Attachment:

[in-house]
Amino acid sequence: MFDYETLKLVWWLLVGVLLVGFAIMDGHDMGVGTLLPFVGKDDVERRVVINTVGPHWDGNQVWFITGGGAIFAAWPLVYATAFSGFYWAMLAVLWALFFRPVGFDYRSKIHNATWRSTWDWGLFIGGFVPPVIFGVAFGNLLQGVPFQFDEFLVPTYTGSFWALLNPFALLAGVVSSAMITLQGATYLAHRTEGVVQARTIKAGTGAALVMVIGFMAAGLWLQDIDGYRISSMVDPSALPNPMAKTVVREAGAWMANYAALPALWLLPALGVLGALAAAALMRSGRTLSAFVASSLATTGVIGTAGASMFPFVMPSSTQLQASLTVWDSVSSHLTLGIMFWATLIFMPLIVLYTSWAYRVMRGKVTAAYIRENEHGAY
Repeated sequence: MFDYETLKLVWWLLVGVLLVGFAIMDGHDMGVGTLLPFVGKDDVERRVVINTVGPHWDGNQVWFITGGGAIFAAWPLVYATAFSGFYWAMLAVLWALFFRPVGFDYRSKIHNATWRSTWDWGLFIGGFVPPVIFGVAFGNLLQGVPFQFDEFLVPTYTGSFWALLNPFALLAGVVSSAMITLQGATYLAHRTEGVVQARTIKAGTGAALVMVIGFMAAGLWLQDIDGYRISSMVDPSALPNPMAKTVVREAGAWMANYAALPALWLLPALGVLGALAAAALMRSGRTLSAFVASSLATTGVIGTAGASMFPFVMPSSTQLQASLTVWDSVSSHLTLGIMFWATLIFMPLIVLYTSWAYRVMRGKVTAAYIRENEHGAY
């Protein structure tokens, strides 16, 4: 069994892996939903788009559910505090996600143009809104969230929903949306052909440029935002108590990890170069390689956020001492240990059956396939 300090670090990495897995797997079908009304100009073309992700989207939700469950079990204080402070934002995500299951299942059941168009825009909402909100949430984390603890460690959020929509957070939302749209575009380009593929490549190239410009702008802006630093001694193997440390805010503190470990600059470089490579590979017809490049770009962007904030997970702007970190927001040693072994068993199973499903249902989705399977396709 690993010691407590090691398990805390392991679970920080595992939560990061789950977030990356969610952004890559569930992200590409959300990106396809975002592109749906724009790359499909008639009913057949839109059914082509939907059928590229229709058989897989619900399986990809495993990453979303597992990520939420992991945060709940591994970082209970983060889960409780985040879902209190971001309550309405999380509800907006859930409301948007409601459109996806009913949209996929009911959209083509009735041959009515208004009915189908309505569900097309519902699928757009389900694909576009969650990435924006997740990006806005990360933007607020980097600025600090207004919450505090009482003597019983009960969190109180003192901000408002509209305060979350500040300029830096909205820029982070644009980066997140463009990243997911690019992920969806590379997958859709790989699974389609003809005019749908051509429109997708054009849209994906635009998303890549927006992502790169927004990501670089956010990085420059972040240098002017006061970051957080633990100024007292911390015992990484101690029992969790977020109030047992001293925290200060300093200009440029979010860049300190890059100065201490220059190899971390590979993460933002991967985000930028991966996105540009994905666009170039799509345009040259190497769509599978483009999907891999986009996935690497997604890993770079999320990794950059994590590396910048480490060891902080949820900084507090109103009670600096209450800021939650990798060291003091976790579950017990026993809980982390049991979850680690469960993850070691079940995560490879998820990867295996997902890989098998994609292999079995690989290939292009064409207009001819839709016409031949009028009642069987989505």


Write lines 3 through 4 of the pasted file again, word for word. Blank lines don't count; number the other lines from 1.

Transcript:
Repeated sequence: MFDYETLKLVWWLLVGVLLVGFAIMDGHDMGVGTLLPFVGKDDVERRVVINTVGPHWDGNQVWFITGGGAIFAAWPLVYATAFSGFYWAMLAVLWALFFRPVGFDYRSKIHNATWRSTWDWGLFIGGFVPPVIFGVAFGNLLQGVPFQFDEFLVPTYTGSFWALLNPFALLAGVVSSAMITLQGATYLAHRTEGVVQARTIKAGTGAALVMVIGFMAAGLWLQDIDGYRISSMVDPSALPNPMAKTVVREAGAWMANYAALPALWLLPALGVLGALAAAALMRSGRTLSAFVASSLATTGVIGTAGASMFPFVMPSSTQLQASLTVWDSVSSHLTLGIMFWATLIFMPLIVLYTSWAYRVMRGKVTAAYIRENEHGAY
């Protein structure tokens, strides 16, 4: 069994892996939903788009559910505090996600143009809104969230929903949306052909440029935002108590990890170069390689956020001492240990059956396939 300090670090990495897995797997079908009304100009073309992700989207939700469950079990204080402070934002995500299951299942059941168009825009909402909100949430984390603890460690959020929509957070939302749209575009380009593929490549190239410009702008802006630093001694193997440390805010503190470990600059470089490579590979017809490049770009962007904030997970702007970190927001040693072994068993199973499903249902989705399977396709 690993010691407590090691398990805390392991679970920080595992939560990061789950977030990356969610952004890559569930992200590409959300990106396809975002592109749906724009790359499909008639009913057949839109059914082509939907059928590229229709058989897989619900399986990809495993990453979303597992990520939420992991945060709940591994970082209970983060889960409780985040879902209190971001309550309405999380509800907006859930409301948007409601459109996806009913949209996929009911959209083509009735041959009515208004009915189908309505569900097309519902699928757009389900694909576009969650990435924006997740990006806005990360933007607020980097600025600090207004919450505090009482003597019983009960969190109180003192901000408002509209305060979350500040300029830096909205820029982070644009980066997140463009990243997911690019992920969806590379997958859709790989699974389609003809005019749908051509429109997708054009849209994906635009998303890549927006992502790169927004990501670089956010990085420059972040240098002017006061970051957080633990100024007292911390015992990484101690029992969790977020109030047992001293925290200060300093200009440029979010860049300190890059100065201490220059190899971390590979993460933002991967985000930028991966996105540009994905666009170039799509345009040259190497769509599978483009999907891999986009996935690497997604890993770079999320990794950059994590590396910048480490060891902080949820900084507090109103009670600096209450800021939650990798060291003091976790579950017990026993809980982390049991979850680690469960993850070691079940995560490879998820990867295996997902890989098998994609292999079995690989290939292009064409207009001819839709016409031949009028009642069987989505």